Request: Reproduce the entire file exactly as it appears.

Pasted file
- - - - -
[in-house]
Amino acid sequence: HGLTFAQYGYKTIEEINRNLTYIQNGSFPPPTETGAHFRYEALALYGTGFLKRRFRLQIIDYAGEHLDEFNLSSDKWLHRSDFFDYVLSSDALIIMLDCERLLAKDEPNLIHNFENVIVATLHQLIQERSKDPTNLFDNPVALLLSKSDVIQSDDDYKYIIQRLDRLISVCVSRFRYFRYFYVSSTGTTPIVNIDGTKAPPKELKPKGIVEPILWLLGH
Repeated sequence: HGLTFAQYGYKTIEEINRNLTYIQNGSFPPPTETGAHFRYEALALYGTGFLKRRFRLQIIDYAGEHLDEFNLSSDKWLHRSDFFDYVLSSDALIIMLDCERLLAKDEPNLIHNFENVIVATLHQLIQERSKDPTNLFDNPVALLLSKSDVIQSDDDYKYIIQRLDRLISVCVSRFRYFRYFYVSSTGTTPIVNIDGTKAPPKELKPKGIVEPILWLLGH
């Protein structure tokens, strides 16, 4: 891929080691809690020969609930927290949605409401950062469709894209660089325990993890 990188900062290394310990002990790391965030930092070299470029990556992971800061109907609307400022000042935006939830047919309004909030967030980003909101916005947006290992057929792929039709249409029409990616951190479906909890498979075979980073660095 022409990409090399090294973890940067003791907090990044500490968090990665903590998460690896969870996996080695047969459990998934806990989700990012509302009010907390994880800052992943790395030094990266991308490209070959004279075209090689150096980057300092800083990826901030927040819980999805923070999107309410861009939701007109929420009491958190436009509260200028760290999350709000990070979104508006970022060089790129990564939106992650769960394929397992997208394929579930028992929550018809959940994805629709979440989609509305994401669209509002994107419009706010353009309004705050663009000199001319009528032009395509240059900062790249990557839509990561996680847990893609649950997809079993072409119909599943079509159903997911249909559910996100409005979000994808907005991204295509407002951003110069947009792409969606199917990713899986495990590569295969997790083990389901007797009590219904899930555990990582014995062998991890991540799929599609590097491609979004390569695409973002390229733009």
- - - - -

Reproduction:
[in-house]
Amino acid sequence: HGLTFAQYGYKTIEEINRNLTYIQNGSFPPPTETGAHFRYEALALYGTGFLKRRFRLQIIDYAGEHLDEFNLSSDKWLHRSDFFDYVLSSDALIIMLDCERLLAKDEPNLIHNFENVIVATLHQLIQERSKDPTNLFDNPVALLLSKSDVIQSDDDYKYIIQRLDRLISVCVSRFRYFRYFYVSSTGTTPIVNIDGTKAPPKELKPKGIVEPILWLLGH
Repeated sequence: HGLTFAQYGYKTIEEINRNLTYIQNGSFPPPTETGAHFRYEALALYGTGFLKRRFRLQIIDYAGEHLDEFNLSSDKWLHRSDFFDYVLSSDALIIMLDCERLLAKDEPNLIHNFENVIVATLHQLIQERSKDPTNLFDNPVALLLSKSDVIQSDDDYKYIIQRLDRLISVCVSRFRYFRYFYVSSTGTTPIVNIDGTKAPPKELKPKGIVEPILWLLGH
């Protein structure tokens, strides 16, 4: 891929080691809690020969609930927290949605409401950062469709894209660089325990993890 990188900062290394310990002990790391965030930092070299470029990556992971800061109907609307400022000042935006939830047919309004909030967030980003909101916005947006290992057929792929039709249409029409990616951190479906909890498979075979980073660095 022409990409090399090294973890940067003791907090990044500490968090990665903590998460690896969870996996080695047969459990998934806990989700990012509302009010907390994880800052992943790395030094990266991308490209070959004279075209090689150096980057300092800083990826901030927040819980999805923070999107309410861009939701007109929420009491958190436009509260200028760290999350709000990070979104508006970022060089790129990564939106992650769960394929397992997208394929579930028992929550018809959940994805629709979440989609509305994401669209509002994107419009706010353009309004705050663009000199001319009528032009395509240059900062790249990557839509990561996680847990893609649950997809079993072409119909599943079509159903997911249909559910996100409005979000994808907005991204295509407002951003110069947009792409969606199917990713899986495990590569295969997790083990389901007797009590219904899930555990990582014995062998991890991540799929599609590097491609979004390569695409973002390229733009």